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FUKU-UME:

New Year’s Lucky Confection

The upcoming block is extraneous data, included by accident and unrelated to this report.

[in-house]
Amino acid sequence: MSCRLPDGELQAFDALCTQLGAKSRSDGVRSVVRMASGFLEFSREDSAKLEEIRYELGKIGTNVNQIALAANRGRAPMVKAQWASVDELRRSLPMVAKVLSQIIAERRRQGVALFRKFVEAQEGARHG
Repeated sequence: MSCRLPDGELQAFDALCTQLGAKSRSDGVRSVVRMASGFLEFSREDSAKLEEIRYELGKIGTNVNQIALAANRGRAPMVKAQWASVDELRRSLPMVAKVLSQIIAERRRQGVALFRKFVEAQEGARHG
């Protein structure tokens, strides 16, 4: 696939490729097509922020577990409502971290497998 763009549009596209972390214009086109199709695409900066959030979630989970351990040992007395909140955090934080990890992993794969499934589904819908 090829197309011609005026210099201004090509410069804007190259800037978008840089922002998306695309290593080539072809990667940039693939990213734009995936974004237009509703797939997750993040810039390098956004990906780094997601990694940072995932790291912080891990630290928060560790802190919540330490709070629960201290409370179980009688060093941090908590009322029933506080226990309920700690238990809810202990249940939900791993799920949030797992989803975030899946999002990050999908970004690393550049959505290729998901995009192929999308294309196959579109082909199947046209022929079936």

When Kanazawa folks think of shopping for New Year, fuku-ume will likely be on their list of purchases. Fuku-ume, literally means “lucky ume blossoms,” and is one of the most popular sweets in Kanazawa. During the Edo period, it was originally a confection dedicated to the tenth ruler of old Kanazawa, Shigemichi Maeda, for a new year’s tea ceremony. It spread among the ordinary people in Kanazawa, and then turned into a pair of red-and-white wafer cakes in the shape of an ume plum blossom, afterward filled with sweetened red-bean jam. The plum blossom is the family crest of the Maeda family. The shell of the confection is molasses-smeared and sugar-sprinkled, and starch syrup is blended with the bean paste to preserve it. Thus, it has a sweeter taste and a tougher texture than the typical Japanese monaka wafer cake. It’s sold from the middle of December to the first seven days of New Year. Why don’t you give it a try, if you are in Kanazawa for New Year’s Day?